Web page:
“Something was missing in my life, that part of education that I didn’t have made me feel incomplete”.
Born and raised in Yuriria, Guanajuato, a small town near the center of Mexico, Maria Socorro Castlleja faced many challenges throughout her childhood. After making the journey to the U.S, she faced barriers such as her own father not allowing her to attend school.
Castilleja’s story starts when she was just a teenager living inYuriria. Part of a poor family, she was raised with the mentality that women should stay at home instead of attending school. After completing sixth grade, her father refused to put her in school the following year. She was forced to stay at home with her mother and help out around the house. Nevertheless, the desire to learn more continued to burn inside her.
She knew this passion for learning could only be fulfilled if she came to the United States. The opportunity arose, and when she was fifteen years old, Castilleja and her family moved to Holland.
Hopeful for a better future, she sought out the education she deserved. Her dreams did not yet come true. Her father made her stay with her mother in their small house all day, and she was unable to go to school. This isolation from the world was debilitating. She experienced long bouts of anxiety and depression.
After a few months, her mental state was so bad that her family admitted her to a clinic. They wanted to take her to the hospital, but couldn’t afford it. “I was so skinny. I didn’t eat. I was depressed, with so much time not going out of my house,” Castilleja said.
While recovering in the clinic, a lifeline arose. Castilleja meet a counselor named Silvia Daple. Castilleja credits Daple with rescuing her. Daple spoke to her father, saying that if he didn’t allow Castilleja to attend school, he would go to jail.
This was the turning point for Castilleja. She went to middle school for a couple months and later to Holland High School. Thrown into a completely unfamiliar atmosphere, Castilleja quickly had to learn English while also trying to balance her schoolwork and new social setting. She says that enrolling in the Upward Bound program and Daple continued support was instrumental in this adjustment.
After much perseverance, and earning her high school diploma, Castilleja began thinking about what comes next. She knew she wanted to do more. She knew learning was in her future. She knew it wouldn’t be easy.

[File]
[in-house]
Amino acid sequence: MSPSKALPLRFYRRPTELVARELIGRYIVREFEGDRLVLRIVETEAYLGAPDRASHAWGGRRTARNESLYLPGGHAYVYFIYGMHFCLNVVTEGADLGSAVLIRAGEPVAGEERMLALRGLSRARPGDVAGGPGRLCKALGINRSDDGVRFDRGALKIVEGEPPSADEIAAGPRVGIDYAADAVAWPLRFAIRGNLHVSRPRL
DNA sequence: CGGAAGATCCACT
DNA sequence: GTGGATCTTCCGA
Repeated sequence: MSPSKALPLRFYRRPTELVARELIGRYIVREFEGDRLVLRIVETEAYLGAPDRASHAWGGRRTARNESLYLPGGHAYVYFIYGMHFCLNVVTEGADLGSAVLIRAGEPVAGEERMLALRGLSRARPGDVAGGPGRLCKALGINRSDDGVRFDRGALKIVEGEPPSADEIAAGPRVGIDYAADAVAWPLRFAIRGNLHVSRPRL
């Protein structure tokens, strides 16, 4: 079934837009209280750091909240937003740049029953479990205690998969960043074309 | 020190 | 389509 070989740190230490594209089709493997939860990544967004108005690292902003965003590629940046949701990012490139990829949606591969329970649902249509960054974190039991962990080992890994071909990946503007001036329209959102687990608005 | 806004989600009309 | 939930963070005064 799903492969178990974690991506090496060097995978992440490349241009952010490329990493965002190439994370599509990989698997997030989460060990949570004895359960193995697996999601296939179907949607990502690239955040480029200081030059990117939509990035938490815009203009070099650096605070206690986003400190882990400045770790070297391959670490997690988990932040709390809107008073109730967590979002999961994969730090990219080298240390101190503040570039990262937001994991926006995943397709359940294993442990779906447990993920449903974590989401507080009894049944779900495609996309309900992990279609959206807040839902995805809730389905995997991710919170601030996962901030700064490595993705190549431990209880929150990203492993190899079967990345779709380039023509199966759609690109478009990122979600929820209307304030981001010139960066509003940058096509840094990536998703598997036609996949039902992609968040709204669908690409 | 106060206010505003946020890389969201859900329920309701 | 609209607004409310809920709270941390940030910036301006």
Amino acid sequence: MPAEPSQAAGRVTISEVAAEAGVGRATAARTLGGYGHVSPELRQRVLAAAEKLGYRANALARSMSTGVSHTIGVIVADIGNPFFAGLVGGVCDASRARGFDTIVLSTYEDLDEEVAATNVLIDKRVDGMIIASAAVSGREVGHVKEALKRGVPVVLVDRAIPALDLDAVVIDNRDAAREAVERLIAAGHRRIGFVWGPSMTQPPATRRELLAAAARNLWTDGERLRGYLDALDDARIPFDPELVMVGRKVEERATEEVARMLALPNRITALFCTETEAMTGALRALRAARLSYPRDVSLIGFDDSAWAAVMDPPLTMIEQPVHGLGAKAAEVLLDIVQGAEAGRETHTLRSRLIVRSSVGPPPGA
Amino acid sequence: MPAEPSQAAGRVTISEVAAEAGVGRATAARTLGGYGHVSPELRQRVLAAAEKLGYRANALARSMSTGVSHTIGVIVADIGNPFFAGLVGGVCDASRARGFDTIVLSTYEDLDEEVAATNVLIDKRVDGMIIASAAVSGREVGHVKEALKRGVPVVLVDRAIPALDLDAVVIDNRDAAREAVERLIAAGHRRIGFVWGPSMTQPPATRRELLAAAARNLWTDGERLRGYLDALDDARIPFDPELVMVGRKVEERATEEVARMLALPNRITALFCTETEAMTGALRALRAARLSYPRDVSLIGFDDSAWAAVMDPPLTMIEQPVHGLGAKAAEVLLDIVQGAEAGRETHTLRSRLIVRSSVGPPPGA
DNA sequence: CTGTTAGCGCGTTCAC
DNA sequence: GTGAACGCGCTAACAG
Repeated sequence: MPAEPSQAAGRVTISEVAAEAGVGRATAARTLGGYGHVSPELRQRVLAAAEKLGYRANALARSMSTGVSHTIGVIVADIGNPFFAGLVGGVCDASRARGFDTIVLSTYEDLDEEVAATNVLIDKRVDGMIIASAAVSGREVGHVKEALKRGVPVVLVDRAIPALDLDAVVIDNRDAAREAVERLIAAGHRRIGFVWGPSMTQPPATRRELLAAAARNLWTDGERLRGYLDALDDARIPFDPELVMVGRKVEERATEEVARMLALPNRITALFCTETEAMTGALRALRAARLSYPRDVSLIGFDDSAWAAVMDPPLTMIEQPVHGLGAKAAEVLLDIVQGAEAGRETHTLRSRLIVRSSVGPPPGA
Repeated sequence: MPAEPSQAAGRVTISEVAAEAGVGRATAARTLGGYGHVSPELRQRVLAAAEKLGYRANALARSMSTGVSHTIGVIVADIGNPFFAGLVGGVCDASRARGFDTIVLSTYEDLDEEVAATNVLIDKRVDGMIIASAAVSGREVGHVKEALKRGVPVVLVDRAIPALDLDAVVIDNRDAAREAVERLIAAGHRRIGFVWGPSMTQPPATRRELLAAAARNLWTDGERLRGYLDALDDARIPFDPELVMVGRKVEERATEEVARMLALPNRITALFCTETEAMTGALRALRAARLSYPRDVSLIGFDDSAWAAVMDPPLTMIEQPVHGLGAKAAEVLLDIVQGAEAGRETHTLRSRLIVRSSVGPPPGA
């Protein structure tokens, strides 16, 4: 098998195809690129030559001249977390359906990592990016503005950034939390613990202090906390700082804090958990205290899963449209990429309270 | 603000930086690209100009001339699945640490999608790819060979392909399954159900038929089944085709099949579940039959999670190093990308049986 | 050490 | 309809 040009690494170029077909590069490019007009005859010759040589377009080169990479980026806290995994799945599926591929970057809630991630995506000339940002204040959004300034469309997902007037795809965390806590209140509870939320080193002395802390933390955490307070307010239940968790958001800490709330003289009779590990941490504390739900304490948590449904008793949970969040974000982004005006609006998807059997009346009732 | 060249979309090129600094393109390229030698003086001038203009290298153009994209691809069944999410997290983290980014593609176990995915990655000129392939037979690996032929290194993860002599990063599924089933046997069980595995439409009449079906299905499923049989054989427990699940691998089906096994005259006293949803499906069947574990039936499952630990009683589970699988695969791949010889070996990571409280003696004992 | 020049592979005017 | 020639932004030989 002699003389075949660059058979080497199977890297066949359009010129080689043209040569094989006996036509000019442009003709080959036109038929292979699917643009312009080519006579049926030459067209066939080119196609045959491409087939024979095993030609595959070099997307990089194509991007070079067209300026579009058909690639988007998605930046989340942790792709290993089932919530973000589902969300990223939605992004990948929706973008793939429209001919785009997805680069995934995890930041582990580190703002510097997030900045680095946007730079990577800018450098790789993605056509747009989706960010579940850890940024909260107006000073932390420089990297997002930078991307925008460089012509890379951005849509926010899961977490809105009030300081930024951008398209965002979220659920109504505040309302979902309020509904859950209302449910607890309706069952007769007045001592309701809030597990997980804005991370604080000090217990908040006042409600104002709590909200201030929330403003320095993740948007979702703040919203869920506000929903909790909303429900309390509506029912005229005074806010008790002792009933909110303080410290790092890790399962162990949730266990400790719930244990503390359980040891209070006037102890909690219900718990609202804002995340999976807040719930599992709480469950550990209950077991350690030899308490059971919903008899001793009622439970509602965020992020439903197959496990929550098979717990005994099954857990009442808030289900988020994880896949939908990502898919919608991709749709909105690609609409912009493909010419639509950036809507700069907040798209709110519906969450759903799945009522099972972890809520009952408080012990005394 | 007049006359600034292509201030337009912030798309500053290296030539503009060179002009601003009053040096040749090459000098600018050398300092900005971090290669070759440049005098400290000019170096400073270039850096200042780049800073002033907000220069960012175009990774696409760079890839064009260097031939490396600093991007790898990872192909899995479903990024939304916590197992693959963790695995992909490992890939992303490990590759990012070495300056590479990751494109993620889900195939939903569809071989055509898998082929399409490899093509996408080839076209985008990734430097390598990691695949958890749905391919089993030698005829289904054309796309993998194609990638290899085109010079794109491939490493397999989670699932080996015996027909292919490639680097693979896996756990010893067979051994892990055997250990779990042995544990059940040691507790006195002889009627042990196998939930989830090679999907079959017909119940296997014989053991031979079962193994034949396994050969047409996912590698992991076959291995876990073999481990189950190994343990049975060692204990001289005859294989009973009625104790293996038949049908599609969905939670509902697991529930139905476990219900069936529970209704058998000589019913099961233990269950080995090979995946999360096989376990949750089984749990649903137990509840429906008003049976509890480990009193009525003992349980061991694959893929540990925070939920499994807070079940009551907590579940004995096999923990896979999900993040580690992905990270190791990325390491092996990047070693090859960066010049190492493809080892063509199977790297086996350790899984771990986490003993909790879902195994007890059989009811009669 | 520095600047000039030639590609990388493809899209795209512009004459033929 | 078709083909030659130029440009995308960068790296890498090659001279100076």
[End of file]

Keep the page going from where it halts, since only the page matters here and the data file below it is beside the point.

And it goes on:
While applying to universities, Castilleja had to forge her father’s signature on her applications. She applied without ever directly telling her father of her plans to leave. Her fortitude and hard work got her accepted into Hope College, Grand Valley State University, and Ferris State University. Each institution offered her full tuition scholarships because of her academic excellence in high school.
Castilleja decided Hope College was the place for her. She took three classes, but ended up transferring because she couldn’t afford housing and the cost of living at Hope. She transferred to the more affordable Grand Valley State University
During college, Castilleja married to her husband of 21 years. Relationship struggles resulted in them separating for a few months, but they are now back together with two sons, Daniel and Isaih.
Graduating from Grand Valley opened up a world of opportunity and interests. Castilleja started her master’s degree in Salamanca, Spain. She wasn’t able to finish her master’s in Spain, but is continuing to take classes to get her master’s degree to this day. “I never stop. Even as a teacher, I never stop studying. I always try to be better.”
Evidently, Castilleja’s father was wrong to isolate her in her youth, but it has made her the strong woman she is today. Her story inspires others to push through the barriers stopping them from their dreams. Castilleja says, “My advice for women is to never stop. Women can also have the opportunities. We have the right to work, to have a profession, to be independent, and to have a positive influence on our children.”